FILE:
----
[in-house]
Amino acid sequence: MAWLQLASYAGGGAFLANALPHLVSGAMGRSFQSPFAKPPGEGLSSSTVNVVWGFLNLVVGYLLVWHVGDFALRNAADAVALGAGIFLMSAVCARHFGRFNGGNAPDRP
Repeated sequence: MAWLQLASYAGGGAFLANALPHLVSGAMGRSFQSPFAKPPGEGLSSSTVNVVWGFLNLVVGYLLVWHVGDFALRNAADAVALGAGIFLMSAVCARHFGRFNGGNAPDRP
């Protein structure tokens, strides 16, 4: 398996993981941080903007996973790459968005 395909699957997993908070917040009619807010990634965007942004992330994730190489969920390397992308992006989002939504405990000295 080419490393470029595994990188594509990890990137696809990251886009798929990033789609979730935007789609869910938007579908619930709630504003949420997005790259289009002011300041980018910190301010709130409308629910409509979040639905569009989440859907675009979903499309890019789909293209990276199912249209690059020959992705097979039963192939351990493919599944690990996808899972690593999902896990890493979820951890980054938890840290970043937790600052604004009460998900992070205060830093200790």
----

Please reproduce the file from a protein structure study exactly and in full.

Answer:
[in-house]
Amino acid sequence: MAWLQLASYAGGGAFLANALPHLVSGAMGRSFQSPFAKPPGEGLSSSTVNVVWGFLNLVVGYLLVWHVGDFALRNAADAVALGAGIFLMSAVCARHFGRFNGGNAPDRP
Repeated sequence: MAWLQLASYAGGGAFLANALPHLVSGAMGRSFQSPFAKPPGEGLSSSTVNVVWGFLNLVVGYLLVWHVGDFALRNAADAVALGAGIFLMSAVCARHFGRFNGGNAPDRP
């Protein structure tokens, strides 16, 4: 398996993981941080903007996973790459968005 395909699957997993908070917040009619807010990634965007942004992330994730190489969920390397992308992006989002939504405990000295 080419490393470029595994990188594509990890990137696809990251886009798929990033789609979730935007789609869910938007579908619930709630504003949420997005790259289009002011300041980018910190301010709130409308629910409509979040639905569009989440859907675009979903499309890019789909293209990276199912249209690059020959992705097979039963192939351990493919599944690990996808899972690593999902896990890493979820951890980054938890840290970043937790600052604004009460998900992070205060830093200790």